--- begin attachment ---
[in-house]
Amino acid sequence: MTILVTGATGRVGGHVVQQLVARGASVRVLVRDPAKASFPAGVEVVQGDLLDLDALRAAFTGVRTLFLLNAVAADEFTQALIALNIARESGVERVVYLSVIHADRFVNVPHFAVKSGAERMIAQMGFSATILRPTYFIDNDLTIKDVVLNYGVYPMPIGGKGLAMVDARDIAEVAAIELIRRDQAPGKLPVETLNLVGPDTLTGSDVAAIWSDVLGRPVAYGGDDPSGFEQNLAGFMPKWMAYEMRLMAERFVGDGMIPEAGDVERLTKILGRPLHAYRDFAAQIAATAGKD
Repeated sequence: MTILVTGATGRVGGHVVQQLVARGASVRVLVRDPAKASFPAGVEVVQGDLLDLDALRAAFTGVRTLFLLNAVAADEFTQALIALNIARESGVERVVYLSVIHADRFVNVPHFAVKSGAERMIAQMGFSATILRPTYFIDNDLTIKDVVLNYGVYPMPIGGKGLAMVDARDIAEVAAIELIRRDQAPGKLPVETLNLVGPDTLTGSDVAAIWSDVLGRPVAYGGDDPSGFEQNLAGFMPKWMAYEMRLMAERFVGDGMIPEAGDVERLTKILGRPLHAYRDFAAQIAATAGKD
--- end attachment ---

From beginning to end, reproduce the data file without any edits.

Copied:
[in-house]
Amino acid sequence: MTILVTGATGRVGGHVVQQLVARGASVRVLVRDPAKASFPAGVEVVQGDLLDLDALRAAFTGVRTLFLLNAVAADEFTQALIALNIARESGVERVVYLSVIHADRFVNVPHFAVKSGAERMIAQMGFSATILRPTYFIDNDLTIKDVVLNYGVYPMPIGGKGLAMVDARDIAEVAAIELIRRDQAPGKLPVETLNLVGPDTLTGSDVAAIWSDVLGRPVAYGGDDPSGFEQNLAGFMPKWMAYEMRLMAERFVGDGMIPEAGDVERLTKILGRPLHAYRDFAAQIAATAGKD
Repeated sequence: MTILVTGATGRVGGHVVQQLVARGASVRVLVRDPAKASFPAGVEVVQGDLLDLDALRAAFTGVRTLFLLNAVAADEFTQALIALNIARESGVERVVYLSVIHADRFVNVPHFAVKSGAERMIAQMGFSATILRPTYFIDNDLTIKDVVLNYGVYPMPIGGKGLAMVDARDIAEVAAIELIRRDQAPGKLPVETLNLVGPDTLTGSDVAAIWSDVLGRPVAYGGDDPSGFEQNLAGFMPKWMAYEMRLMAERFVGDGMIPEAGDVERLTKILGRPLHAYRDFAAQIAATAGKD